But surely this will drive the sales of new machines with Windows 11.

  13. LocalPCGuy

    I wonder why Microsoft doesn't put items in Settings in alphabetical order. Do they need to break away that far from the Control Panel layout, which is in alphabetical order, making it easy to locate what you'r looking for? This "modern" Settings layout always looks sloppy and tedious to me for said reason.

    • dftf

      "I wonder why Microsoft doesn't put items in Settings in alphabetical order [like with] Control Panel ..."

      It will only be in A-Z order when using the "Large icons" or "Small icons" view. Remember, the default view for Control Panel is "Category", which isn't, and groups settings into various "themes", very-similar to how it's done in Settings

  14. dftf

    Could just be me but that new font on the first "working on updates" screenshots doesn't look great.

    Start: I see they have replaced "PowerShell" with "Windows Terminal" in the right-click menu. So that would mean if you ran it "as administrator" that every PowerShell and Command Prompt tab you open within the app would be ran with admin rights, yes?

    File Explorer: the light-theme version as briefly seen in one of Microsoft's promo videos looked better. Though I've always been puzzled as to why when the Ribbon APIs were first added into Windows 7, why they never went with the Microsoft Office style of ribbon? In Windows, you cannot re-order buttons once added, and there are no separator lines you can add.

    The updated Microsoft Store looks okay, I guess. The more-important thing to consider though is whether they will now curate is better, stop all the crapware and get more common apps into it.

    The new Settings looks fine, though time will tell how-much stuff from Control Panel actually makes its way over. I also wish they'd stop having "Display" and "Sound" in the "System" category. To me it would make more-sense to have them under "Devices" and rename them "Screens & Projectors" and "Speakers, Headphones & Microphones" respectively.

  15. beckoningeagle

    Is it rolling out to insiders or is it an ISO?

  16. eric_rasmussen

    It looks nice, but of the 7 PCs I have in the house for me and the family, only one PC meets the requirements to run Windows 11.

    Normally I would build new PCs for everyone, but getting gaming-class video cards right now is basically impossible without paying 3-5x the retail price each.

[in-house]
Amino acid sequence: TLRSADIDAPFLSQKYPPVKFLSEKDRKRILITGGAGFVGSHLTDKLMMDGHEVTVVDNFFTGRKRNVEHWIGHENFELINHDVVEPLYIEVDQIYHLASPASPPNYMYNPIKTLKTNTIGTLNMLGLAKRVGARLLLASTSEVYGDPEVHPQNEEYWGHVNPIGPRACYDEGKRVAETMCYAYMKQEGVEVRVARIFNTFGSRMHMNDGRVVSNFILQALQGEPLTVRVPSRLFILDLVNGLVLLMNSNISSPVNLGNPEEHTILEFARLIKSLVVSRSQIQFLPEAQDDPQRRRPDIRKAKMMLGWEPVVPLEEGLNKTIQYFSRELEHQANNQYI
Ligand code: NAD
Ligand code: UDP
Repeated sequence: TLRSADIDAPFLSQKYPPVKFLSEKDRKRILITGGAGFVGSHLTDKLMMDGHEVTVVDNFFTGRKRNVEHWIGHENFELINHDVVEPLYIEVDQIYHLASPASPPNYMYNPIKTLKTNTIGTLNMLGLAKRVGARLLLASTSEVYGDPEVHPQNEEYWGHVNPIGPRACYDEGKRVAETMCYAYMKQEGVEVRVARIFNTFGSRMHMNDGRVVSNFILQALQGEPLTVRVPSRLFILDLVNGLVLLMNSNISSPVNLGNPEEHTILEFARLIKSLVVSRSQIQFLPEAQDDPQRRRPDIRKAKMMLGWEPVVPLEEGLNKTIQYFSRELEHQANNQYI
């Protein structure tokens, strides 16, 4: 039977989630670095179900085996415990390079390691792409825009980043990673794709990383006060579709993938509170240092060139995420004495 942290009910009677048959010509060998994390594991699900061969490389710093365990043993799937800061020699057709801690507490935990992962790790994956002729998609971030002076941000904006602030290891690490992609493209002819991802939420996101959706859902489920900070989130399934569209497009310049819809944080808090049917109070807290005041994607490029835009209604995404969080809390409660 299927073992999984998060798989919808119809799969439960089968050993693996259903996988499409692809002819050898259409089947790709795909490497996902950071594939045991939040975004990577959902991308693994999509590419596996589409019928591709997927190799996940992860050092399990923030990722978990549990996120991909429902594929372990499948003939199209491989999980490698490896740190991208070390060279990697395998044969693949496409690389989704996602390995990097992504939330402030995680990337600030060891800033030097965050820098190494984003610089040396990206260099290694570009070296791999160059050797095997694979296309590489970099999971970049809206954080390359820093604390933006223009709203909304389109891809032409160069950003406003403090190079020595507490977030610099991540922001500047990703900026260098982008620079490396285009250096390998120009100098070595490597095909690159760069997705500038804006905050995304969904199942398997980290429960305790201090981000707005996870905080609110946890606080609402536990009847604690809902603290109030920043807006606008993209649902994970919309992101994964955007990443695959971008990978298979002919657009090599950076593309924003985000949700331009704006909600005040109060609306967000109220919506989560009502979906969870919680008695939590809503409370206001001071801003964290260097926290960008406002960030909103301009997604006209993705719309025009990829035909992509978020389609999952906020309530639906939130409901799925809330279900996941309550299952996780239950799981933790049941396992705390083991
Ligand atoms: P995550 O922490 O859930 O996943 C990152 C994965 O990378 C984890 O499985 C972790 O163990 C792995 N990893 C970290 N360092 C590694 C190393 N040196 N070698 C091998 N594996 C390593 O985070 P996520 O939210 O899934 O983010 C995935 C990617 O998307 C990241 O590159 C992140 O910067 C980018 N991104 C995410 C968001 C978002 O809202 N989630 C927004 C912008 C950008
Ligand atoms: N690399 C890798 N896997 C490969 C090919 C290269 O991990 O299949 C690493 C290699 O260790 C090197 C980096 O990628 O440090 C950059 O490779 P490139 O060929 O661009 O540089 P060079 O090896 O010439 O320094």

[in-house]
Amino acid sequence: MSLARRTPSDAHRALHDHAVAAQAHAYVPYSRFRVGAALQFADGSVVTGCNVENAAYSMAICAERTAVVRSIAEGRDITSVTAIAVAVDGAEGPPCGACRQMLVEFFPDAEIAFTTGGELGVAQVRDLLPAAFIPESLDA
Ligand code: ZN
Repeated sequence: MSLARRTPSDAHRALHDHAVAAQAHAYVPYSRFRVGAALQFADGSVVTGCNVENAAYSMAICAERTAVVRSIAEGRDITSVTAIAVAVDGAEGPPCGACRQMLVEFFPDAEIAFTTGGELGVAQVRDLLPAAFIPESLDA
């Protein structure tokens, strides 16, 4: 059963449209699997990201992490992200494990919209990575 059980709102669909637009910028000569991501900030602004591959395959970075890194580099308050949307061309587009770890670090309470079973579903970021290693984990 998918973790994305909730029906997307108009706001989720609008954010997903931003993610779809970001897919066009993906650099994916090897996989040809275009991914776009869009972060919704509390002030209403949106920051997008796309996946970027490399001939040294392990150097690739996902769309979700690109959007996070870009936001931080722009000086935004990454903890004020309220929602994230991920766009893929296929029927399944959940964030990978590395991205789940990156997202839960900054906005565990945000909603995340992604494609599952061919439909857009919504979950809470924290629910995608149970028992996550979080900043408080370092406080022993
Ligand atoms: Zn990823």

I'm a bit dumbfounded that Microsoft chose this moment in time to turn a huge number of computing products into e-waste. The chip shortages are bad enough without a push to upgrade the planet to new PCs.

    • compuser

      Yea, I tried to run the Windows 11 upgrade on my Insider system yesterday, and even though it says right on the Windows Insider page of Settings/Update & Security, that even though the PC doesn't meet the minimum hardware requirements for Windows 11, it also says the PC can receive Insider Preview builds until Windows 11 is generally available, then should be reverted back to a Windows 10 clean install, the upgrade stopped after 8% was downloaded, saying the the PC can't run Windows 11. But I wonder why it didn't stop the upgrade right away instead of waiting until it completed 8% of the download. Whatever, I think Microsoft is making a huge mistake with these requirements on consumer PCs running Windows Home.

      • compuser

        (Posting this as an addition to my original comment since actually editing the original comment is not an option.) So I just discovered a 3rd-party app called WhyNotWindows11, and according to it, my Insider PC failed for all the following reasons: boot method (not UEFI), CPU compatibility (CPU not listed as compatible), disk partition type (not GPT), no secure boot, and no TPM.

    • aardvark45

      This is a consumer focused OS, and few people will bother buying a new computer to run it. Businesses will ignore it and stick to Windows 10. I don't think many working computers will get junked because of Windows 11.

      • compuser

        Actually, I don't think that's true. I've read that one of the primary reasons Microsoft gave for requiring TPM and secure boot is that it provides tighter security for businesses who have employees connecting to their networks while working from home. There's no legitimate security reason to have those strict requirements on consumer PCs running Windows Home. Businesses don't typically use Windows Home, because of it can't join domains, and if any business allows their employees to connect into their network from their personal computers, they kind of deserve whatever security issues they experience as a result.

      • codymesh

        businesses will wait until long-term support versions are made available but I think businesses machines will have an easier time meeting the system requirements because of their security focus

  17. ringofvoid

    Which font did they pick? I was hoping for Bierstadt but it's obviously not that